Broker Pattern

The Broker architectural pattern can be used to structure distributed software systems with decoupled components that interact by remote service invocations. A broker component is responsible for coordinating communication, forwarding requests, transmitting results and exceptions, message translations, etc.

Use the Broker architecture to balance the following forces:

  • Components should be able to access services provided by others through remote, location-transparent service invocations.
  • You need to exchange, add, or remove components at run-time.
  • The architecture should hide system- and implementation-specific details from the users of components and services


  • Message brokers can become a performance bottleneck.
  • Brokers can be replicated or clustered.
  • Business Process Orchestration (BPO) platforms are commonly built as a layer on top of a message broker. They extend message broker by adding: state management, deployment and development tools.
  • Message Broker can take care of a spaghetti architecture and fix it.

Introduce a broker component to achieve better decoupling of clients and servers. Servers register themselves with the broker, and make their services available to clients through method interfaces. Clients access the functionality of servers by sending requests via the broker. A broker's tasks include locating the appropriate server, forwarding the request to the server and transmitting results and exceptions back to the client.

The Broker pattern reduces the complexity involved in developing distributed applications, because it makes distribution transparent to the developer. It achieves this goal by introducing an object model in which distributed services are encapsulated within objects. Broker systems therefore offer a path to the integration of two core technologies: distribution and object technology. They also extend object models from single applications to distributed applications consisting of decoupled components that can run on heterogeneous machines and that can be written in different programming languages.

Participating Parts:

Client, server, broker, bridge, client-side proxy and server-side proxy

Client-side proxies represent a layer between clients and the broker. This additional layer provides transparency, in that a remote object appears to the client as a local one.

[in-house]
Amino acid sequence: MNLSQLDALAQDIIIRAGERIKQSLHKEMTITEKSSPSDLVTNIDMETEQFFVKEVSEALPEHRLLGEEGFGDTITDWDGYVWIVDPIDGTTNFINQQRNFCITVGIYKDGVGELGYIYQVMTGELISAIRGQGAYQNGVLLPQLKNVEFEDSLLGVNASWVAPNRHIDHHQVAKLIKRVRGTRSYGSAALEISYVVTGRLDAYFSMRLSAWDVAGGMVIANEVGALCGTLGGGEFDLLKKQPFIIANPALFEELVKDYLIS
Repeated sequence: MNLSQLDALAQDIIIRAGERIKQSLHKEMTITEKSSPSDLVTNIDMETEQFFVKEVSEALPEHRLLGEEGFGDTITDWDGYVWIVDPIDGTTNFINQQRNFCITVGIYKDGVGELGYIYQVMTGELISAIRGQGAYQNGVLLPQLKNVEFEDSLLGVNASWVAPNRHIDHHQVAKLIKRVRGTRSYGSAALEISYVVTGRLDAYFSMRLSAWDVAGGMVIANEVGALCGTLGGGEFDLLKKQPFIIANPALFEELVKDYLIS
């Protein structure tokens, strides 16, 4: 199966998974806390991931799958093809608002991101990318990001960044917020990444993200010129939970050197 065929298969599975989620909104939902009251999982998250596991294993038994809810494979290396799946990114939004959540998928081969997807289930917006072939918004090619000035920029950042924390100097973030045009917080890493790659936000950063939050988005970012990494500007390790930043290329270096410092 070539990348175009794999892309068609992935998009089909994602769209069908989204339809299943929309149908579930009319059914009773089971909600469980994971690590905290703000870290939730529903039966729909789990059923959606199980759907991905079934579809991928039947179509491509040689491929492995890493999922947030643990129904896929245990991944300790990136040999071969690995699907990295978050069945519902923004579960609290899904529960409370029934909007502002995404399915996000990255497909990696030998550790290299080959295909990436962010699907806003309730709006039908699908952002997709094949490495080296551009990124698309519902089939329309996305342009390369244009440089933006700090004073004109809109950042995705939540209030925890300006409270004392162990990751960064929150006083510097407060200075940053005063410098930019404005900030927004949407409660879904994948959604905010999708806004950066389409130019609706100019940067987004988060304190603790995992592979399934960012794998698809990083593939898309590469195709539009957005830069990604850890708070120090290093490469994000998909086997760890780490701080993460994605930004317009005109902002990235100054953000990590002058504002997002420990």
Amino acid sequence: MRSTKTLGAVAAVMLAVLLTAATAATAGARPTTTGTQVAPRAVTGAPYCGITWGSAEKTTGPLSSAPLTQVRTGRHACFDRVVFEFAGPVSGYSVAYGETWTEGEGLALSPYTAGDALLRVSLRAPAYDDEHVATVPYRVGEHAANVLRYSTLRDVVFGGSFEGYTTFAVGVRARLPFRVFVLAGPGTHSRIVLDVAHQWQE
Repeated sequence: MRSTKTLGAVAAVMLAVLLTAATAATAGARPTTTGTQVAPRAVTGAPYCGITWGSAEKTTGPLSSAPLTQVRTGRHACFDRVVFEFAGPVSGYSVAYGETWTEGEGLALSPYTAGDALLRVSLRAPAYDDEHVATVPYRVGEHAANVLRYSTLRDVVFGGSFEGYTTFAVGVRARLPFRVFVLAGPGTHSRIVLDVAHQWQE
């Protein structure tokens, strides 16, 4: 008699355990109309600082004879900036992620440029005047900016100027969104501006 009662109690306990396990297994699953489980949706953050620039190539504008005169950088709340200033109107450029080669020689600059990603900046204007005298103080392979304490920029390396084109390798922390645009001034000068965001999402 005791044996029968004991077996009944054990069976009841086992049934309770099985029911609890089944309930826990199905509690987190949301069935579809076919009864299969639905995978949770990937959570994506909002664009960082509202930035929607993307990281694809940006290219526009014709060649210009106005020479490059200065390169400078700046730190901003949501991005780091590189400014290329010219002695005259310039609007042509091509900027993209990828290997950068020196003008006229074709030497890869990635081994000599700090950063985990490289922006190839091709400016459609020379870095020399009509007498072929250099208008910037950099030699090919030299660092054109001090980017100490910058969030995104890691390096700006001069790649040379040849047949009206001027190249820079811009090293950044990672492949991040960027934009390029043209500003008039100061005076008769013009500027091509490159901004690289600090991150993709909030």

Server-side proxies are generally analogous to Client-side proxies. The difference is that they are responsible for receiving requests, unpacking incoming messages, unmarshaling the parameters, and calling the appropriate service. They are used in addition for marshaling results and exceptions before sending them to the client.

Bridges are optional components used for hiding implementation details when two brokers interoperate. Suppose a Broker system runs on a heterogeneous network.

The server implementations use API functions primarily for registering with the broker. Brokers use repositories to maintain the information. These repositories may be available as external files, so that servers can register themselves before system start-up. Another approach is to implement the repository as an internal part of the broker component.


Callback Broker System:
Instead of implementing an active communication model in which clients produce requests and servers consume them, you can also use a reactive model. The reactive model is event-driven, and makes no distinction between clients and servers. Whenever an event arrives, the broker invokes the callback method of the component that is registered to react to the event. The execution of the method may generate new events that in turn cause the broker to trigger new callback method invocations.

Direct Communication:
When a client invokes a method of a server, the Broker system is responsible for returning all results and exceptions back to the original
client. In other words, the system must remember which client has sent the request. In the Direct Communication variant there is no need to remember the originator of an invocation, because the client and the server are directly connected through a communication channel.

Related patterns:

Forwarder-Receiver pattern:
Encapsulates inter-process communication between two components. On the client side a forwarder receives a request and addressee from the client and handles the mapping to the IPC (inter-process communication) facility used. The receiver on the server side unpacks and delivers the message to the server. There is no broker component in this pattern.

Remote Proxy pattern:
Is often used in conjunction with a forwarder. The proxy encapsulates the interface and remote address of the server. The forwarder takes the message and transforms it into IPC-level code.

Client-DispatcherServer pattern:
Is a lightweight version of the Direct Communication Broker variant. A dispatcher allocates, opens and maintains a direct channel between client and server.

Mediator design pattern:
Replaces a web of inter-object connections by a star configuration in which the central mediator component encapsulates collective behavior by defining a common interface for communicating with objects. As with the Broker pattern, the Mediator pattern uses a hub of communication, but it also has several major differences. The Broker pattern is a large-scale infrastructure paradigm-it is not used for building single applications, but rather serves as a platform for whole families of applications.

See message broker example in Essential Software Architecture book by Ian Gordon and Microsoft BizTalk.

Unless otherwise stated, the content of this page is licensed under Creative Commons Attribution-ShareAlike 3.0 License